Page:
Proctor : November 2017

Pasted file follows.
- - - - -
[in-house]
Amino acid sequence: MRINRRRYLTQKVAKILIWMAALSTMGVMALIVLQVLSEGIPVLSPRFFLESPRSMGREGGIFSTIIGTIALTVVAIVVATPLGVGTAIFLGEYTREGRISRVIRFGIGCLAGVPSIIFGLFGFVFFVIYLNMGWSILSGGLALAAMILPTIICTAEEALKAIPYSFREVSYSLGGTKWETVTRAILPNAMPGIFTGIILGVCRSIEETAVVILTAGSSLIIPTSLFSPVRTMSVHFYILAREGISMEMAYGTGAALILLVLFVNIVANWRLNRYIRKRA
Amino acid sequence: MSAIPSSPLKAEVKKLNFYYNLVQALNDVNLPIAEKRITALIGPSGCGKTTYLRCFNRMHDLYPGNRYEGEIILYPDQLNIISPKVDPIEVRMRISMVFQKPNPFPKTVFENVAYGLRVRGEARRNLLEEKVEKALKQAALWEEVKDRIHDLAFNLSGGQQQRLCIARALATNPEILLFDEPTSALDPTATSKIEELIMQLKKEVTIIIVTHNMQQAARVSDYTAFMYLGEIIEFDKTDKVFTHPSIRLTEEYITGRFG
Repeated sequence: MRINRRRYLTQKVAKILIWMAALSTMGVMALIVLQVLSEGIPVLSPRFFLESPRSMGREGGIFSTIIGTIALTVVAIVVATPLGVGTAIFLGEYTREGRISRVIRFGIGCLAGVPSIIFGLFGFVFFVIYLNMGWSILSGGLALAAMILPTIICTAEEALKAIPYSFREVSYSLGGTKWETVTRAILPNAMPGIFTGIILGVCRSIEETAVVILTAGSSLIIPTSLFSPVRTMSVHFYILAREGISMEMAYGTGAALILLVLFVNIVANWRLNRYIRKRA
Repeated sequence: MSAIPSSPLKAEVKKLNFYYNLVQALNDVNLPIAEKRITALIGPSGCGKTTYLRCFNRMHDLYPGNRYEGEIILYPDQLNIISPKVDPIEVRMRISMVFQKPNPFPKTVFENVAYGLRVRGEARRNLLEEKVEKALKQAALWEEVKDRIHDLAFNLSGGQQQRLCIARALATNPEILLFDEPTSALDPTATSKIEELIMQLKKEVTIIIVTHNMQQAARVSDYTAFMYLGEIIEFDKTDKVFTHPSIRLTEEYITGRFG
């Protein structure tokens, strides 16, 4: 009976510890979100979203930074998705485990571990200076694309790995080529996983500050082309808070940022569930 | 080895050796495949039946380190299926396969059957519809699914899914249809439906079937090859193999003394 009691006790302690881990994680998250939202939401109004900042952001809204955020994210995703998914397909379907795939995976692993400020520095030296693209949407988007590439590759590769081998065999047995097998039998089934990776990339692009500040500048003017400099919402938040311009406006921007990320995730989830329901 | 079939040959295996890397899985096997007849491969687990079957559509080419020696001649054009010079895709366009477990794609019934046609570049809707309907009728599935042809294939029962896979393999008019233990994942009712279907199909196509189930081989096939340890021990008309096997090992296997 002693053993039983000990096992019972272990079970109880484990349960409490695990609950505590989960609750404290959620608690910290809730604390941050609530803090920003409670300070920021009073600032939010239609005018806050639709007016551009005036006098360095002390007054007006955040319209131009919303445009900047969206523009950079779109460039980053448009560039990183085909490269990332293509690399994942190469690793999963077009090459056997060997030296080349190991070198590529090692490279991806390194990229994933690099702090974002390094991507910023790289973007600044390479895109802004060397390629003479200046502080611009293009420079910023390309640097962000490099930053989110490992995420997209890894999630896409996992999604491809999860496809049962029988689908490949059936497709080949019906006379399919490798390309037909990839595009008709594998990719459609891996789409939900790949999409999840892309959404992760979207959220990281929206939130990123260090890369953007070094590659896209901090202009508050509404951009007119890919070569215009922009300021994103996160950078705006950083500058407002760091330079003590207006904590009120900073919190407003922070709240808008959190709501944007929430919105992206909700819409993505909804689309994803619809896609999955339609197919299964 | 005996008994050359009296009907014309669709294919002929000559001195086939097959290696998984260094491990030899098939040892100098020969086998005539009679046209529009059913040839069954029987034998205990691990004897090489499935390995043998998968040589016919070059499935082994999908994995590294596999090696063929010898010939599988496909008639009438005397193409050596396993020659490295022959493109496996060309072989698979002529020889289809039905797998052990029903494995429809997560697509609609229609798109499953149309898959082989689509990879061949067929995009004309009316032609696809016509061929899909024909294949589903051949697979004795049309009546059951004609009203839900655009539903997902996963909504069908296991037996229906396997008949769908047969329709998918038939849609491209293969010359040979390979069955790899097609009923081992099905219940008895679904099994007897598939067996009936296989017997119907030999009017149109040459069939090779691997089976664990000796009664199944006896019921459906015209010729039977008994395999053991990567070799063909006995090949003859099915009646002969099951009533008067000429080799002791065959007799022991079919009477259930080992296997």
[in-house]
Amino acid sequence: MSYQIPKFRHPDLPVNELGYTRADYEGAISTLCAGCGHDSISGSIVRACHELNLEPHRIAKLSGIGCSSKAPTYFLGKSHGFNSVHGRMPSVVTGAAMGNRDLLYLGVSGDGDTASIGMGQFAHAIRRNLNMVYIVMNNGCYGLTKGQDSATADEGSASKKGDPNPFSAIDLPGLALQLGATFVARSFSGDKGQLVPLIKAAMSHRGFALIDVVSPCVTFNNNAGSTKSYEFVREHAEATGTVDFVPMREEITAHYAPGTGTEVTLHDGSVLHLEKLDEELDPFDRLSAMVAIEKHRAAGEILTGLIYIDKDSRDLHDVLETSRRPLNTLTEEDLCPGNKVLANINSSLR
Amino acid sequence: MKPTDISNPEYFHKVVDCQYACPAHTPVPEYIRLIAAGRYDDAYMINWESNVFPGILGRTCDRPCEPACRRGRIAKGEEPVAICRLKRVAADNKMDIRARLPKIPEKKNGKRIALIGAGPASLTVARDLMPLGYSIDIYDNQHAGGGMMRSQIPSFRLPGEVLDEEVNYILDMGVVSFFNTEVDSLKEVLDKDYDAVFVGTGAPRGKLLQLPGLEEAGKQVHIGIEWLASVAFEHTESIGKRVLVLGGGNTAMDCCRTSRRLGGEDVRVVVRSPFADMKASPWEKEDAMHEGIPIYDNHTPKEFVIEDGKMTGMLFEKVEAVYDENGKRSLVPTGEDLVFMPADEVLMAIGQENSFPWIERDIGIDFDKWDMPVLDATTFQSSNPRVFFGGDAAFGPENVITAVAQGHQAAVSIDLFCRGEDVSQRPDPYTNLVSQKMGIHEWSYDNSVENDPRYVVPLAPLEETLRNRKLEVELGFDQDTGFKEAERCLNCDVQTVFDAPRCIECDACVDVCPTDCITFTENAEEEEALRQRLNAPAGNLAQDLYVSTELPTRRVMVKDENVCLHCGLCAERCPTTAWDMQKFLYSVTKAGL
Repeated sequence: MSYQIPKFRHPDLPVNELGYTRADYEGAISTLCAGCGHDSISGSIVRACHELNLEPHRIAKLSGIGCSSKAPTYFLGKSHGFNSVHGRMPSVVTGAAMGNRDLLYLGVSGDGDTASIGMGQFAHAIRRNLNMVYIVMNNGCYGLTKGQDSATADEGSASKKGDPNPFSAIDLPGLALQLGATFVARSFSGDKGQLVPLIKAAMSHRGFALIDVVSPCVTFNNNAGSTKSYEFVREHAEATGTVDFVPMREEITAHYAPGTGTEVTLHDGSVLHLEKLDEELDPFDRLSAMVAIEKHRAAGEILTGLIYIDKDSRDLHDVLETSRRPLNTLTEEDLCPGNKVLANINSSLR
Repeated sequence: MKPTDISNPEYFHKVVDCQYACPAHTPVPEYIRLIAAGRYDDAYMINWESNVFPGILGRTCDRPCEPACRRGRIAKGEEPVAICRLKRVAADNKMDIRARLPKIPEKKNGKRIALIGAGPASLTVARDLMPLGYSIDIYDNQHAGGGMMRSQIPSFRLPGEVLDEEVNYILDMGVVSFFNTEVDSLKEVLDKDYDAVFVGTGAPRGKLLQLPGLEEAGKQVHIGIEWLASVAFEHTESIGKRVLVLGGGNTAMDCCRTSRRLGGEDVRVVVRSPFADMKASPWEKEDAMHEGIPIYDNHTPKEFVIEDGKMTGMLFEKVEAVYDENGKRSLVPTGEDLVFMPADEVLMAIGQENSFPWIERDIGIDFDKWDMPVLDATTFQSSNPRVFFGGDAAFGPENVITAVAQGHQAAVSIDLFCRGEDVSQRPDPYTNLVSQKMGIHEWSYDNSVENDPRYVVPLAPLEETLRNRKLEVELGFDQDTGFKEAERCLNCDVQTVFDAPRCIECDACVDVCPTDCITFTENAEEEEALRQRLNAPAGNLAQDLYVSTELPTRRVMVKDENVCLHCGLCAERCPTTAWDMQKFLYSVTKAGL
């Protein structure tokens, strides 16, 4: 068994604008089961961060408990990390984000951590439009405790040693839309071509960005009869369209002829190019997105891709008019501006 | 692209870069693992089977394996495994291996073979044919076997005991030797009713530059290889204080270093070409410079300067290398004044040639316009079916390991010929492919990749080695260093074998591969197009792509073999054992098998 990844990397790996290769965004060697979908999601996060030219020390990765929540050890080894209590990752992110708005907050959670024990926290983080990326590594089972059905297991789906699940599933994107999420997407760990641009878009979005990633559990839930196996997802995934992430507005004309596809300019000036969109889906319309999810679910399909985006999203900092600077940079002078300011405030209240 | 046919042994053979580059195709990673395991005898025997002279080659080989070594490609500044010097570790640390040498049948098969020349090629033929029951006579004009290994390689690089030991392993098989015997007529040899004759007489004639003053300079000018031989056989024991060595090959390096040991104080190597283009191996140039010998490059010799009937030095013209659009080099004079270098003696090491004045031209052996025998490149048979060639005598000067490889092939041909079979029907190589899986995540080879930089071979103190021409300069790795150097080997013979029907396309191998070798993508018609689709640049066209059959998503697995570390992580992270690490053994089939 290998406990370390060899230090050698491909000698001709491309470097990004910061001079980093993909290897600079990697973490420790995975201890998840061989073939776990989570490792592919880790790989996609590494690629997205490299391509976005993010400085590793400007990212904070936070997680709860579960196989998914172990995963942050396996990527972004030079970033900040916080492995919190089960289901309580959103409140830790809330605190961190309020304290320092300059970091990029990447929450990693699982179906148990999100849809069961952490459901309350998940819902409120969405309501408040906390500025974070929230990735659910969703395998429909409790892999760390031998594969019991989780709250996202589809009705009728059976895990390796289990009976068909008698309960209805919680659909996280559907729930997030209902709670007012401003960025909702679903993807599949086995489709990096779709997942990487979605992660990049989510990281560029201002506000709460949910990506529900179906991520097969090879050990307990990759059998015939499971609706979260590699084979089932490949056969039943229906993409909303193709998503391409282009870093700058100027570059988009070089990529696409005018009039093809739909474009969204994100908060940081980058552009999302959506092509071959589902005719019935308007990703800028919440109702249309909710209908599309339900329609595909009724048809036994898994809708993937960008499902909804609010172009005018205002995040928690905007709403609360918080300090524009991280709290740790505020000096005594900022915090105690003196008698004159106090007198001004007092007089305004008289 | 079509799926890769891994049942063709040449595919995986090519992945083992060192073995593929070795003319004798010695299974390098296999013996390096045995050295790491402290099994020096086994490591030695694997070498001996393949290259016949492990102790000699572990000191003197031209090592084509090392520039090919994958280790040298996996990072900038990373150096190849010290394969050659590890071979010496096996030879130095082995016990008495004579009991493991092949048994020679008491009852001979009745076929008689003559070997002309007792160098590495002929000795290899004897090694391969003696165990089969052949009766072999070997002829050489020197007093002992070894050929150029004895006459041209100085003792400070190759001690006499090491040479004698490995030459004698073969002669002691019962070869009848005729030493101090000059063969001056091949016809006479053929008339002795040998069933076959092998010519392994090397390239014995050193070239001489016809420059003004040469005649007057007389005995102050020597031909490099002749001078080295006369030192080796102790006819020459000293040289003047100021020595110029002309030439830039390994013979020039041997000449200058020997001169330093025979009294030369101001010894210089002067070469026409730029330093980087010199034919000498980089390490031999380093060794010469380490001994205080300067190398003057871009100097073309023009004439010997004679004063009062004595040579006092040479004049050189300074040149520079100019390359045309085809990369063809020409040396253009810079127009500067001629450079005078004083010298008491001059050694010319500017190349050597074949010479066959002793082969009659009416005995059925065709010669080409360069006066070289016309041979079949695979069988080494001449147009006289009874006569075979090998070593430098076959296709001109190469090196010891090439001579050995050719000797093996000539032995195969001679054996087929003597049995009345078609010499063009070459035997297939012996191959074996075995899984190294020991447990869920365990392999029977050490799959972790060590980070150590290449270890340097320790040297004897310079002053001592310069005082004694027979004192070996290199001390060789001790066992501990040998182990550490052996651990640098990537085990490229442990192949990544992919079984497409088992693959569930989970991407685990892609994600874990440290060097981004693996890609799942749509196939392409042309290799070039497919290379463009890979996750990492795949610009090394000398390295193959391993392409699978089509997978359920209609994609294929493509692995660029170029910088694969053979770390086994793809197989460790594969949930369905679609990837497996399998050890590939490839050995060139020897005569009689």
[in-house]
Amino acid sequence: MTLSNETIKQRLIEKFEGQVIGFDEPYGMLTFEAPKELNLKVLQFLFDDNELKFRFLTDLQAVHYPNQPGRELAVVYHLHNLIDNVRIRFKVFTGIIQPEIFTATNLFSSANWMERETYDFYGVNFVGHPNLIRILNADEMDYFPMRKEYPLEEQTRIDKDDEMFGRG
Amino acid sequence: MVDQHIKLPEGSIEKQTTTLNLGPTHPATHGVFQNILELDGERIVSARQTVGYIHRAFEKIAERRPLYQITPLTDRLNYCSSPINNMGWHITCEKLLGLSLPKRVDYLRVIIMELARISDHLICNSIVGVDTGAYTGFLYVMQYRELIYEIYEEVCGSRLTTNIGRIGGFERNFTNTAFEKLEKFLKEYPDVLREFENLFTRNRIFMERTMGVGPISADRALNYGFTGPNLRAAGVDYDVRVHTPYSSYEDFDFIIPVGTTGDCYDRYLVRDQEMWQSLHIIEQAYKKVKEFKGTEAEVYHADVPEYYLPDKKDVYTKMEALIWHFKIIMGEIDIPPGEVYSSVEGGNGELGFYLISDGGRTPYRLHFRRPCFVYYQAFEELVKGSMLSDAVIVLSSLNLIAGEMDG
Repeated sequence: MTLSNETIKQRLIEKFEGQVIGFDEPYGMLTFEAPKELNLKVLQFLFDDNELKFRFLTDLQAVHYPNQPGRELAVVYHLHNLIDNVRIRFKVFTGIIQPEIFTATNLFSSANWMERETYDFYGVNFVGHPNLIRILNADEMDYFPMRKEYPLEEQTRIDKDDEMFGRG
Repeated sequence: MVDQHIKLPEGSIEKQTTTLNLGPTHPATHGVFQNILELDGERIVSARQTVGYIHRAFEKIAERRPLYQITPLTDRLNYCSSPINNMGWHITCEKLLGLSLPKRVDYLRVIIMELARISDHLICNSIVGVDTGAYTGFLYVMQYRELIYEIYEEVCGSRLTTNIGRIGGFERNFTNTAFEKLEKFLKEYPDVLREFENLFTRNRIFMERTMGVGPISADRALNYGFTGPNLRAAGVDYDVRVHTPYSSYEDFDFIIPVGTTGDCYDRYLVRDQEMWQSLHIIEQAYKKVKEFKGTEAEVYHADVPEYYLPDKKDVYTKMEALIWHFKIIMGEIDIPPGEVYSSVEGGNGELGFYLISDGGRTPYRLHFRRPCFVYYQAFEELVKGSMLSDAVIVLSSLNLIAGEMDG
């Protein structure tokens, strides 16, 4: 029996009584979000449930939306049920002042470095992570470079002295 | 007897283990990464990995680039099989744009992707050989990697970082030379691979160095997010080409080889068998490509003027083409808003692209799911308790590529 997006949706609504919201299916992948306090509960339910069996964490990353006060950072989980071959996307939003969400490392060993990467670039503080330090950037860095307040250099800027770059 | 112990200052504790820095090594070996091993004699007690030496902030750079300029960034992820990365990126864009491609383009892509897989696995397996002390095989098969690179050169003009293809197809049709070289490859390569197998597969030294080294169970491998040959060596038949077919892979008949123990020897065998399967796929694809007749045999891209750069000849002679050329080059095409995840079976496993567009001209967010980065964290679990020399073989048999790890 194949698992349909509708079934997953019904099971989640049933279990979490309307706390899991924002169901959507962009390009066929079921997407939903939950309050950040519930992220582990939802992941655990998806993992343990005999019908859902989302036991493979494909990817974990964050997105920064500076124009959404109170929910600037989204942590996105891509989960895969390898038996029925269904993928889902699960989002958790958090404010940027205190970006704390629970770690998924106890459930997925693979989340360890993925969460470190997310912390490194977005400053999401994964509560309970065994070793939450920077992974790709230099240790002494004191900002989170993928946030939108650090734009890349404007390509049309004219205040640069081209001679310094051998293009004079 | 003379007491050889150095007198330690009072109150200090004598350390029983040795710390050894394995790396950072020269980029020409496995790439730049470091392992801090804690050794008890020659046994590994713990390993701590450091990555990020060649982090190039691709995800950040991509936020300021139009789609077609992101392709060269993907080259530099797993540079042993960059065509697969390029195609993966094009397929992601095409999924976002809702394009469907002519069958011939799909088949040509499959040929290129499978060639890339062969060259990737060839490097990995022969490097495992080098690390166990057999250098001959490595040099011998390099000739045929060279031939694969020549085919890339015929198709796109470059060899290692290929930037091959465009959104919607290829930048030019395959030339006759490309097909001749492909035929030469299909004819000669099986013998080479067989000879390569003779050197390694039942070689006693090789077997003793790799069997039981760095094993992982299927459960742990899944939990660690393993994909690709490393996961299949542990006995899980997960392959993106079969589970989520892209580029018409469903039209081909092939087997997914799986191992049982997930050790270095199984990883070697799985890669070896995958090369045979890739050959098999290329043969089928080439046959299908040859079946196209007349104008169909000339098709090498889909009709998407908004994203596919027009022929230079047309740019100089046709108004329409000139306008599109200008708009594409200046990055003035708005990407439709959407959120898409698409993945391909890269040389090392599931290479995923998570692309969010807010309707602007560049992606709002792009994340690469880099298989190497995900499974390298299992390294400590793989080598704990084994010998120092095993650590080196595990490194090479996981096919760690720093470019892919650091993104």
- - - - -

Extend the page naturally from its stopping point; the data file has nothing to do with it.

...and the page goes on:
30 PROCTOR | November 2017 Reaching a binding agreement to compromise litigation A recent decision of Flanagan J in the Supreme Court of Queensland raises some interesting questions about whether and when a binding agreement to compromise litigation has been reached between parties. Gailey Projects Pty Ltd v McCartney & Anor (Gailey)1 demonstrates some of the pitfalls of rapid and informal negotiations conducted between legal representatives outside a courtroom during the course of a trial, as well as the circumstances in which a court might nonetheless find that a binding agreement to compromise has been reached. Two practical messages for practitioners are: 1. A detailed file note regarding the course of negotiations, including details of the terms of any offers made, may assist the court in making findings of fact in the event of a dispute. 2. It may be helpful to clearly identify in an email regarding the terms of an agreement to compromise reached between the parties, which terms have been agreed and which are merely seeking clarification, proposing new terms, or attempting to give content to an implied term. In Gailey, the parties had commenced a two- week trial in the Supreme Court concerning an alleged consultancy agreement. After returning from the luncheon adjournment on the first day of trial, the parties asked that the matter be stood down to allow discussions to occur. The trial judge granted the request. The parties, through their legal representatives, began negotiating in the conference rooms outside the courtroom. The plaintiff was represented by senior counsel and an instructing solicitor. The defendants were represented by senior counsel, junior counsel and an instructing solicitor. The question before Flanagan J was whether the litigation had been compromised by a verbal agreement reached at approximately 5pm on the first day of the trial. The defendants submitted that it had been compromised. The plaintiff submitted that there was no agreement to compromise, or in the alternative, that any agreement had been conditional upon execution of a deed of settlement, repudiated by the defendants, or made unenforceable by operation of sections 11(1)(a) and 59 of the Property Law Act 1974 (Qld) (PLA). All five legal representatives gave evidence before Flanagan J about the negotiations and the verbal agreement. The evidence was not uniform, and the court was not able to identify the precise order in which relevant events occurred. 2 His Honour found that the defendants had made an offer of $450,000 to be paid to the plaintiff within 24 hours and a call option to be exercised by the plaintiff’s nominee over a two-bedroom unit (to be chosen by the plaintiff from a range of units available in a particular development). The plaintiff’s senior counsel accepted the offer by saying words to the effect of, ‘we accept’, ‘we have a deal’, ‘you must have worked hard on your guy’ or similar.3 The defendants’ senior counsel suggested that the solicitors exchange emails recording the terms of the settlement that evening, and the trial judge be informed of the development the following morning.4 Intention to create legal relations Flanagan J relied on the following circumstances to hold that the parties had intended to create legal relations: 1. The negotiations were conducted on each side by senior counsel. 2. There had been previous attempts to settle at mediation. 3. The negotiations took place on the first day of trial, while the matter had been stood down to allow discussions to occur. 4. In the circumstances, the language used by the plaintiff’s senior counsel to accept the offer was that of a concluded agreement. 5. The terms of the agreement required action to be taken within 24 hours.5 Certainty The parties had not however, expressly decided some terms, including the timing of various steps. Further, as contemplated, after the agreement had been reached, the defendants’ solicitor sent an email to the plaintiff’s solicitor about the terms of the settlement. That email differed from the terms of the verbal agreement in some respects, including providing specific times for certain steps to be taken. Flanagan J observed that, “courts are always loathe to hold a condition bad for uncertainty and will strive to give effect to the intention of the parties’ agreement, no matter what difficulties of construction arise”. 6 His Honour held that implied terms of reasonable time and requiring reasonable steps to be taken were sufficient to overcome any uncertainty in relation to the timing of various steps, such that a binding agreement of compromise had been reached. 7 His Honour was able to resolve the other relevant terms on the facts. Deed of settlement Flanagan J found as a matter of fact that the parties had not made the agreement conditional upon the execution of a deed of settlement.8 In circumstances where the parties were negotiating on the first day of trial while the matter had been temporarily stood down, it was “hardly surprising that no condition requiring a deed of settlement prior to there being a concluded agreement was discussed” 9 , in that time was essentially ticking on the court’s indulgence. Repudiation His Honour concluded that the defendants’ solicitor’s email (containing terms that differed in part from the verbal agreement) did not amount to a repudiation of the terms of the agreement to compromise. The email had expressly stated that it “recorded the terms of settlement” (a reference to the terms verbally agreed that afternoon) and the inclusion of different terms did not evince any intention by the defendants not to be bound by the existing terms of the agreement. Rather, the different terms were properly construed as seeking clarification, proposing new terms that may or may not be accepted, and an attempt to give more precise content to the implied term of reasonable time. 10 PLA Finally, Flanagan J considered sections 11(1)(a) and 59 of the PLA. Section 11(1)(a) relevantly provides that no interest in land can be created or disposed of except in writing. Section 59 relevantly provides that no action may be brought upon any contract for the sale of land or other disposition of land or any interest in land, unless the contract is in writing.